Argentina opposition gains ground in vote
President Kirchner’s party loses seats in four largest districts with 72 percent of votes counted in mid-term elections.
Argentina’s ailing president has suffered a blow in mid-term elections, losing her majority in Congress and ending chances of a constitutional change to allow her a third term.
The defeat in Sunday’s elections will probably set off a contest to succeed Cristina Fernandez Kirchner in 2015.
Voters chose half of the lower house of Congress and a third of the Senate. With 72 percent of ballot boxes counted, the government said the opposition was ahead throughout the country.
“Although the Victory Front Party remains the largest single party in the country and it retains its majority in both houses of congress, it no longer will have free reign to pass legislation the way it had been doing for several years now,” Al Jazeera’s Lucia Newman reported from Buenos Aires.
Kirchner won re-election in 2011 promising to expand state control in Latin America’s third-largest economy, but her failure to tackle inflation, coupled with heavy-handed currency controls and falling central bank reserves, has dented confidence in her government.
Candidates sponsored by Sergio Massa, the opposition leader, led the House of Deputies’ contest by 43 percent to 32 percent in the key province of Buenos Aires, Florencio Randazzo, the interior minister, said, citing partial results.
Buenos Aires, the capital, is home to 40 percent of Argentina’s voters and most of the country’s agricultural output.
The loss in this strategic province was expected to trim the majority that Kirchner’s alliance has in Congress to just a few votes.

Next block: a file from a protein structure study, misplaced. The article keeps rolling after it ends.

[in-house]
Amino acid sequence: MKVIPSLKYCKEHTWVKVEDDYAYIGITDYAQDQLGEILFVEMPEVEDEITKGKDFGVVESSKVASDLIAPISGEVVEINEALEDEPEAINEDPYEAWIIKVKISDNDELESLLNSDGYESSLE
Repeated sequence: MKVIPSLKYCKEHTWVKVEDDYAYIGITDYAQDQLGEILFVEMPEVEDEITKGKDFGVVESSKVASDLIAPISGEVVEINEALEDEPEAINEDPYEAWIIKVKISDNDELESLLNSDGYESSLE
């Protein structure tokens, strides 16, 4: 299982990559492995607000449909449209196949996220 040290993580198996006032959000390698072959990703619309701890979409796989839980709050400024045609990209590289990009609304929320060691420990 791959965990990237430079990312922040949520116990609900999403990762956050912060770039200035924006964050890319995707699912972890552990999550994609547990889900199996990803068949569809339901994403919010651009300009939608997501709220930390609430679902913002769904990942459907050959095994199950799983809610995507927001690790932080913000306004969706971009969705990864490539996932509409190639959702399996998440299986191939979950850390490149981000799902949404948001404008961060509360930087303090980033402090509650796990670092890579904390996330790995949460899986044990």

Massa, the mayor of the affluent Buenos Aires town of Tigre, headed his own list of candidates for Congress and is seen as a possible, business-friendly presidential contender in 2015.
“Tomorrow, we start with a new political map,” said Mauricio Macri, Buenos Aires mayor and another possible presidential candidate who promises a shift towards market-friendly policies.
Sunday’s vote also tested the support of other presidential hopefuls. Julio Cobos, a Radical Party member from Mendoza, won his race, as did Hermes Binner, a socialist from Santa Fe.
Daniel Scioli, the Buenos Aires governor who is an ally of Kirchner despite his market-friendly views, campaigned with her candidates and shared in their defeats, his position weakened.
Over the months ahead, competition among these potential presidential candidates is expected to increase with financial, grains and energy markets watching for signs of policy changes ahead.
At stake in 2015 is government policy in one of the world’s top grains exporters as it struggles to keep up with rising world food demand and attract investment needed to exploit the Vaca Muerta shale-oil and gas formation in Patagonia.
Some legislators had said they wanted a constitutional amendment to allow Kirchner to run for a third term. But the poor showing by her branch of the Peronist party in Sunday’s elections dashed those hopes once and for all.
To push through the legislation, they would need two-thirds support in both houses. If the exit polls prove accurate, Fernandez would not come close to achieving that level of support for another run for the presidency.
She was unable to campaign for her congressional candidates since an operation on October 8 to remove blood that pooled on her brain after she fell and hurt her head in August. She is expected to continue convalescing for another few weeks.